→ Los An­ge­les biotech BioVie, which in April post­ed pos­i­tive da­ta from a small study test­ing its in­fu­sion ther­a­py for se­ri­ous com­pli­ca­tion of ad­vanced liv­er cir­rho­sis, on Thurs­day amend­ed the terms of its im­pend­ing IPO. The com­pa­ny now plans to raise $15 mil­lion by of­fer­ing 1.3 mil­lion shares for $11.44/share, the as-con­vert­ed last close of its shares on the over-the-counter mar­ket. The com­pa­ny, which plans to list un­der the sym­bol BIVI, had pre­vi­ous­ly filed to of­fer 1.3 mil­lion priced at $11.88/share.

Biotech Half­time Re­port: Af­ter a bumpy year, is biotech ready to re­bound?

The biotech sector has come down firmly from the highs of February as negative sentiment takes hold. The sector had a major boost of optimism from the success of the COVID-19 vaccines, making investors keenly aware of the potential of biopharma R&D engines. But from early this year, clinical trial, regulatory and access setbacks have reminded investors of the sector’s inherent risks.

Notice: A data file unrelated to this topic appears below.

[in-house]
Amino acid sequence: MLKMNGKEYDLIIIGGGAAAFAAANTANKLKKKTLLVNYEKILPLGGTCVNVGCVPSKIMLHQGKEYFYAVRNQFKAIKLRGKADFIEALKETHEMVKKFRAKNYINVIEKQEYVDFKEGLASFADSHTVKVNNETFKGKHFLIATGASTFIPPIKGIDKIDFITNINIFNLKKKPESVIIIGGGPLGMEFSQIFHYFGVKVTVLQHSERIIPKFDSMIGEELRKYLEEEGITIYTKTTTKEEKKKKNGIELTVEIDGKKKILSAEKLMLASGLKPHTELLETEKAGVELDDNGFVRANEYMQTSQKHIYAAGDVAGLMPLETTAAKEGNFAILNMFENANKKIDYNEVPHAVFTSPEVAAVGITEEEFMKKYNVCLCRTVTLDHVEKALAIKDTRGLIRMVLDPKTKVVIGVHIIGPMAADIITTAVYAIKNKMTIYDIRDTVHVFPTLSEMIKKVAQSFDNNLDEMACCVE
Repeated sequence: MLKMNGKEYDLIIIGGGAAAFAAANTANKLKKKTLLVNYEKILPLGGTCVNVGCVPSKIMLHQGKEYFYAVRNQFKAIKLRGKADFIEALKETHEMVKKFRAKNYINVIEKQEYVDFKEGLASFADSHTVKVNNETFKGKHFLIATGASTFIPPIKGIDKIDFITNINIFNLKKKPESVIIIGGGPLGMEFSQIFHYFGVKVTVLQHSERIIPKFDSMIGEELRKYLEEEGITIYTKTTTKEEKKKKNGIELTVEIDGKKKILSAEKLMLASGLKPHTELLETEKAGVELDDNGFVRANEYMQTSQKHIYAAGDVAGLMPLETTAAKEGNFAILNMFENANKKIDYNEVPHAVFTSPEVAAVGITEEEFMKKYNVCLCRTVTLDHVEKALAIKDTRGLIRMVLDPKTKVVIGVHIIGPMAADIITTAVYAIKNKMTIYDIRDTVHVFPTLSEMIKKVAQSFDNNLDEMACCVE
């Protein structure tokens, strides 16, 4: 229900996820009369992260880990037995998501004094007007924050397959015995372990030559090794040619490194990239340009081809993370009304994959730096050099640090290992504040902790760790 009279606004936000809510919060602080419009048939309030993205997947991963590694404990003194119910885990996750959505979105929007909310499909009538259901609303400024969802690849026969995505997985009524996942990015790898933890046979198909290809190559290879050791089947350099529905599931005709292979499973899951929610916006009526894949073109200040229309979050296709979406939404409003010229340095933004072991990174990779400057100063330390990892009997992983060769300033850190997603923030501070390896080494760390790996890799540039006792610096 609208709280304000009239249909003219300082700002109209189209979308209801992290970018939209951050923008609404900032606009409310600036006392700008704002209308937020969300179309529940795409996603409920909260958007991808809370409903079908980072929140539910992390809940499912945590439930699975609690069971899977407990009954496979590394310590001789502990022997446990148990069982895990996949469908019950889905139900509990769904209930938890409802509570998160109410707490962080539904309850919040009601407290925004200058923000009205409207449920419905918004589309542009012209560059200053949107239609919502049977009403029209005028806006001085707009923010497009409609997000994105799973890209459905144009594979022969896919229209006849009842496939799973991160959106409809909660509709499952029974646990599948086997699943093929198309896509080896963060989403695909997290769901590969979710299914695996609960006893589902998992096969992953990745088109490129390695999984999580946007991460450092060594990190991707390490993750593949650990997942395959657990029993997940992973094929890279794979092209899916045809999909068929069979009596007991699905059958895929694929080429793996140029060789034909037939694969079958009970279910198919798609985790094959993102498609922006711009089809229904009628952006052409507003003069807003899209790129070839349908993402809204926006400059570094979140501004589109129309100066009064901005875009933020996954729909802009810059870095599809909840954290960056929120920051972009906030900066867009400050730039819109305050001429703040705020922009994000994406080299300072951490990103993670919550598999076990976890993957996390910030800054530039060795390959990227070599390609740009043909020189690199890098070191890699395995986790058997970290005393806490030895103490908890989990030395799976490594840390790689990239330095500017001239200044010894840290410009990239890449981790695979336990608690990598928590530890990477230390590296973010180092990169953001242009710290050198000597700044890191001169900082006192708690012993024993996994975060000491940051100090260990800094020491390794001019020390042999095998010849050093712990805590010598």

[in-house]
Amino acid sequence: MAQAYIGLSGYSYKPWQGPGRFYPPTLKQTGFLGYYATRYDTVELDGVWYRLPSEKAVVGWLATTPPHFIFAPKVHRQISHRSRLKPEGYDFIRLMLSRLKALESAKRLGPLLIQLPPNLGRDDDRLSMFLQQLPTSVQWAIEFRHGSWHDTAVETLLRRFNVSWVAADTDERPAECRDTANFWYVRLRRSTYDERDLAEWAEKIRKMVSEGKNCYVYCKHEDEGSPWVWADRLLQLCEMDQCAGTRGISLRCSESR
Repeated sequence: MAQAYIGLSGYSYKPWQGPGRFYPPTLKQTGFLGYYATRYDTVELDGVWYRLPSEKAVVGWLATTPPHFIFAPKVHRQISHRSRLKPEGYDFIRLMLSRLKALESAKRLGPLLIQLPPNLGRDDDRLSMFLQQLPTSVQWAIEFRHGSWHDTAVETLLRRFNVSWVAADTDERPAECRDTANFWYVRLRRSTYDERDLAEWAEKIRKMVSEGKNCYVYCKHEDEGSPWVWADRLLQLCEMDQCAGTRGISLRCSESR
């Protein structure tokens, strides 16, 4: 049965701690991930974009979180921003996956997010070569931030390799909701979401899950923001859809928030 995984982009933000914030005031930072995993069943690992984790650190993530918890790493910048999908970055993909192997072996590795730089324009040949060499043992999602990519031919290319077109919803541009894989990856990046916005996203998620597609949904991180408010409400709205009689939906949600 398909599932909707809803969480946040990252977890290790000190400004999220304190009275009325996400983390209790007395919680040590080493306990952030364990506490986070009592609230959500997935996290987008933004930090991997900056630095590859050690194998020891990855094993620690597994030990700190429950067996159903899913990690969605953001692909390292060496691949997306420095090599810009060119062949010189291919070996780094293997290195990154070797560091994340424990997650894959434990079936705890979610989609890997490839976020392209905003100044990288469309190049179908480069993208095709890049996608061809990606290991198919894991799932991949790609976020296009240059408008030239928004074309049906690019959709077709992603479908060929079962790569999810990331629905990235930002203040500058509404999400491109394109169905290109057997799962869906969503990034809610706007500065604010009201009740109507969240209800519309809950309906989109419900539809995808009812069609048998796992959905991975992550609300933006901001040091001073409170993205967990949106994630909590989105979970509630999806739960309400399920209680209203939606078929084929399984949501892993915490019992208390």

RBC Capital Markets recently surveyed investors to take the temperature of the market, a mix of specialists/generalists and long-only/ long-short investment strategies. Heading into the second half of the year, investors mostly see the sector as undervalued (49%), a large change from the first half of the year when only 20% rated it as undervalued. Around 41% of investors now believe that biotech will underperform the S&P500 in the second half of 2021. Despite that view, 54% plan to maintain their position in the market and 41% still plan to increase their holdings.

Covid-19 vac­cine boost­ers earn big thumbs up, but Mod­er­na draws ire over world sup­ply; What's next for Mer­ck’s Covid pill?; The C-suite view on biotech; and more